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Long-awaited funds for solar come from stimulus

Long-awaited funds for solar come from stimulus(Via Washington Business Journal- by Vandana Sinha)After years of zero financial incentives for alternative-energy

enthusiasts, Virginia is bursting out of the starting gate with tens of

millions of stimulus dollars just for renewable-energy aid.The state plans to set aside $39 million from its $70 million share of the

federal stimulus package to help residents, businesses, nonprofits, schools

and government agencies summon electricity and heat from the sun and wind.While the state must still apply for those funds from the U.S. Energy

Department, the proposed dollar figure has astonished even the strongest

advocates for incentives to support renewable-energy projects, especially

in a state that has long trailed Maryland and the District in that

department.When this year’s General Assembly ended with the death of yet another

incentives bill — one that offered $2 million in tax credits to residents

and corporations for renewable energy — supporters had pinned their hopes

for financial help on the stimulus money.Now renewable-energy companies, many of whom log at least a half-dozen

calls a week from interested Northern Virginia residents, see more

customers and more employees down the road.“It’s finally going to let them catch up and play in the game,” said Jay

Madison, a D.C. renewable energy consultant with Energy and Environment

Inc., a Spotsylvania-based clean-energy systems installer that said it

could more than double its roughly three-person presence in the Washington

area.The $39 million pot is expected to be divvied into three portions. One is

for local governments to invest in schools and municipal buildings. Another

is for state-owned buildings, including those at universities and prisons.

The third portion, perhaps as much as $15 million, will reimburse

homeowners, companies and nonprofit groups for their wind and solar power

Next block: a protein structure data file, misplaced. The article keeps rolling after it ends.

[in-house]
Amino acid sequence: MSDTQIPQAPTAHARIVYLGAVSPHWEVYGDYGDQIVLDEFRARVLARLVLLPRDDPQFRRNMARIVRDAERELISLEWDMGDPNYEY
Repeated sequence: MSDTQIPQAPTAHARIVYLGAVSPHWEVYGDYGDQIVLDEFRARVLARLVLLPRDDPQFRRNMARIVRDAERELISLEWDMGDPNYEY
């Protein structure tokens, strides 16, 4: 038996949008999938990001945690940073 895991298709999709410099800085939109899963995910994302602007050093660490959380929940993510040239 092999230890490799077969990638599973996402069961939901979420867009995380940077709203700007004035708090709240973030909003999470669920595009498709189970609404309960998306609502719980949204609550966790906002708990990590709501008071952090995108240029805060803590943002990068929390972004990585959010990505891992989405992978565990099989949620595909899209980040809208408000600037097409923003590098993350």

investments.The state is still too early in the planning process to give many details

on the incentives, but Virginia officials envision renewable-energy

rebates, likely doled out after installation is complete and the bills are

paid for residential and smaller commercial projects.If their request to the Energy Department is approved, they expect some

money to start flowing as early as July.But it’s been a long wait for the state officials who have been pushing for

a renewable-energy program.“It hasn’t got much support, but it’s probably the No. 1 issue I’m

contacted about,” said Ken Jurman, renewable program manager at the

Department of Mines, Minerals and Energy. “It has been over the last couple

of years, and it’s been increasing over those years.”The new federal money doesn’t mean the end to his problems, however.That money runs out in September 2010, and Jurman, a self-described eternal

optimist, acknowledges that he could still have trouble getting legislative

backing then.The amount of support would depend on the number of new jobs or company

relocations associated with the incentives — numbers Jurman’s office will

track through stimulus mandates.Energy advocates worry about the consequences if the incentives disappear

after merely a year.“It looks like we’re going to grow very easily, but it’s not going to

shrink easily,” said Peter Lowenthal, executive director of the

Maryland-District of Columbia-Virginia Solar Energy Industries Association,

which is advising the Virginia agency on the renewable-energy rebate

program. “It will be a shot in the arm. People will get some training, so

that’s a good thing. But it won’t really meet the goals of the stimulus in

order to create permanent job growth.”Madison said the marketing campaign for the incentives and the ease of the

rebate application process will determine the community’s appetite for the

program — in turn, determining his hiring plans and, thus, a legislator’s

support for more incentives.“A smart company would stay lean and expand just enough to